Student scientists unlock the secrets of the Earth

28 January 2016

Students learn magnetic mineral separation techniques

Students learn magnetic mineral
separation techniques

Students from across Australia have been welcomed to Geoscience Australia in January, as part of the annual National Youth Science Forum (NYSF). Providing Year 12 students with opportunities to carry out practical science exercises, the program is also a chance to learn new Earth science skills, make new friends and explore how the geosciences support industry and innovation.

Welcoming the students, Geoscience Australia's CEO, Dr Chris Pigram introduced some of the opportunities that working in the geosciences can bring: "Earth science is a very diverse field, which integrates many different disciplines" he said. "By studying subjects such as geology, environmental systems, maths, chemistry, physics, computing and engineering, you have the potential to help unlock the secrets of Australia's ancient mineral systems, which are currently concealed deep below the surface".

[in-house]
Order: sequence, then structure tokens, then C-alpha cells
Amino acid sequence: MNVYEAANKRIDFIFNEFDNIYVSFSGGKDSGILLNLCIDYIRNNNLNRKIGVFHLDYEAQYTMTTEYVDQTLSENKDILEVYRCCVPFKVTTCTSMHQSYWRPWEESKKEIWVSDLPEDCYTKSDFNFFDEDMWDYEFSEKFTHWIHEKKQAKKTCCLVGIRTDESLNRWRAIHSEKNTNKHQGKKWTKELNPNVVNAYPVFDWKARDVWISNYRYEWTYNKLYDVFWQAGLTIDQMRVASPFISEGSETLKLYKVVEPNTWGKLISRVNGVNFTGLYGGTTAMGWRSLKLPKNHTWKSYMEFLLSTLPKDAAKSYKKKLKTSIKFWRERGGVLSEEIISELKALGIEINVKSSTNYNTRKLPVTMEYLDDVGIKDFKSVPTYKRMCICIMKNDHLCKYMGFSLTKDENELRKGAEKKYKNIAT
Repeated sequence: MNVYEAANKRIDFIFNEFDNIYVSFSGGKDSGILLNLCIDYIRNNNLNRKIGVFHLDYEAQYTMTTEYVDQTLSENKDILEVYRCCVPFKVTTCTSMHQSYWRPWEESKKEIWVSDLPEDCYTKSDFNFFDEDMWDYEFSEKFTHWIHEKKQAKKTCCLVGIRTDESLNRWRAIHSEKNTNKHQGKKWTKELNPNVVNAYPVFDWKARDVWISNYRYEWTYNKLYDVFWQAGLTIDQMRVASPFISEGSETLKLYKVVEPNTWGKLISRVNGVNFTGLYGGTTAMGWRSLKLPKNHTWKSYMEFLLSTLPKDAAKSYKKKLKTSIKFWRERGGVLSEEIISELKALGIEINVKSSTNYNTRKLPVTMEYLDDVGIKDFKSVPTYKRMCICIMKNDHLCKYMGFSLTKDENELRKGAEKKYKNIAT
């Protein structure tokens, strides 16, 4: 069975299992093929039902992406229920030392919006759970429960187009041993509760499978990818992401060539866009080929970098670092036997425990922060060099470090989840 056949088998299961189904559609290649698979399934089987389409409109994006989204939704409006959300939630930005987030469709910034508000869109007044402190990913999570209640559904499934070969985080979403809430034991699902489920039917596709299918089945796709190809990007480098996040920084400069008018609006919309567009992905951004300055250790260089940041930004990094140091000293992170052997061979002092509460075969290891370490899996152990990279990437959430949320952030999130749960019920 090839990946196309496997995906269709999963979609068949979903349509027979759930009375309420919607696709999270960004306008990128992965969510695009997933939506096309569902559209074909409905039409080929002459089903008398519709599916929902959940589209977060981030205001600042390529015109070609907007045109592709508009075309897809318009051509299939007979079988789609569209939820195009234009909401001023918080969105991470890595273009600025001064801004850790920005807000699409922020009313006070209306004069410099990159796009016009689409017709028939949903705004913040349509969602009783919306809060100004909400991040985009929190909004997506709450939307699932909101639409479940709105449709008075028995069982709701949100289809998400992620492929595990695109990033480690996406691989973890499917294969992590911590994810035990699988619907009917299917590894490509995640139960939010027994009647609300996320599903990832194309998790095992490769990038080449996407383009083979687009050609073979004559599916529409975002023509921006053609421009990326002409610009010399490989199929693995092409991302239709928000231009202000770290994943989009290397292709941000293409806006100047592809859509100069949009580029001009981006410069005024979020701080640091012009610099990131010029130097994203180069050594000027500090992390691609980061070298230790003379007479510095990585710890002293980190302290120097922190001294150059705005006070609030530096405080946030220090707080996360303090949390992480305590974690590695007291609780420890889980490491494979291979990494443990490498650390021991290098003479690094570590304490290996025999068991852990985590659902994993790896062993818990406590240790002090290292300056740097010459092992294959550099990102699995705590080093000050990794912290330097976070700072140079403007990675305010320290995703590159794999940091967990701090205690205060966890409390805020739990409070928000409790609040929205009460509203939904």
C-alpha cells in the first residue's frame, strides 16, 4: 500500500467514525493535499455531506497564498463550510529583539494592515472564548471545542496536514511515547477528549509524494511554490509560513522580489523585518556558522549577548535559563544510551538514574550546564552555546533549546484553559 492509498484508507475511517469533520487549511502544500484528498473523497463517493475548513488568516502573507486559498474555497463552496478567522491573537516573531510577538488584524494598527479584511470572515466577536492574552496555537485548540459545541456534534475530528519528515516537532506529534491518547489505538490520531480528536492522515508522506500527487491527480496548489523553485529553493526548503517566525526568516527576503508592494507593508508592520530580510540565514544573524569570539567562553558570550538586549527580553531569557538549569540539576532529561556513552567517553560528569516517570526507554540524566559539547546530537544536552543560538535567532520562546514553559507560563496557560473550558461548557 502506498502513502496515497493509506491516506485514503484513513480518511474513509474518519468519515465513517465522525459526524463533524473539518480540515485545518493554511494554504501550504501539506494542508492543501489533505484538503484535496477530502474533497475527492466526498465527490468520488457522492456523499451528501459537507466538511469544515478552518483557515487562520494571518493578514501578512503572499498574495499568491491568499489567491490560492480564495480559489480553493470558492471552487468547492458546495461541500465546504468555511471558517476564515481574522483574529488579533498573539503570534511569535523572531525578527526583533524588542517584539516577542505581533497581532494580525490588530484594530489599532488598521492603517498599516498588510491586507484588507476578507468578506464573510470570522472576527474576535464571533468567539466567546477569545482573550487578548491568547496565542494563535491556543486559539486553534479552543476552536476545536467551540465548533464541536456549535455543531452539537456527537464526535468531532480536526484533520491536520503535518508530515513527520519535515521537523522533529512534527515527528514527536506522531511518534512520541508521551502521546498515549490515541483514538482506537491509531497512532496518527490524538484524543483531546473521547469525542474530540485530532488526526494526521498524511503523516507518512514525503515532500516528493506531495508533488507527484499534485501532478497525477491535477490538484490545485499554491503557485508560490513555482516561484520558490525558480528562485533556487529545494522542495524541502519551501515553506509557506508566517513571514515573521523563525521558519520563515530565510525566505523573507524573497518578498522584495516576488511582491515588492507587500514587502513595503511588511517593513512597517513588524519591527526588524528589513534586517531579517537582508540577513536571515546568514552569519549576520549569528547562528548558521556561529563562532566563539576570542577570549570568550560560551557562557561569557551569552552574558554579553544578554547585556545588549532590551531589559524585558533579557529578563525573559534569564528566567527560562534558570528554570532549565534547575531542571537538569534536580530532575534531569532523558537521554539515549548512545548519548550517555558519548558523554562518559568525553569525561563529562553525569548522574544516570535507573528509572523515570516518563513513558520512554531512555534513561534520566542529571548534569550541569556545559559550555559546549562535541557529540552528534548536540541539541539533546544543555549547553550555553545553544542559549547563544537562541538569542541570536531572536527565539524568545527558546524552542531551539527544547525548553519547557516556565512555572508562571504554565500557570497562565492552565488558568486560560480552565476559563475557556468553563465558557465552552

During their visit to Geoscience Australia, students learnt how to find and analyse a hidden heavy mineral sands deposit. Drawing on their teamwork skills, the students completed a magnetic survey, used laboratory equipment to separate out the minerals found, and completed a detailed data analysis of their samples. The event culminated when the groups shared their results, discussing what they had found and reflected on working as part of an interdisciplinary team.

Students discuss zircon dating with Dr Andrew Cross

Students discuss zircon dating with
Dr Andrew Cross

"By giving students real-world problems to solve, we can demonstrate some of the excitement and importance of scientific discovery" said Shona Blewett, coordinator of Geoscience Australia's Education Centre. "There are some incredible career opportunities open to people in the Earth sciences, and we'd like to see them back here in a few years as fully fledged geoscientists"

Several NYSF Alumni were on hand to assist the students, including geoscientist Stephanie McLennan, who recalled that she too had been part of the NYSF a decade previously. "I found that the program really helped me think about career opportunities in science" she said "and I'm excited to see so many students taking up the opportunity to learn."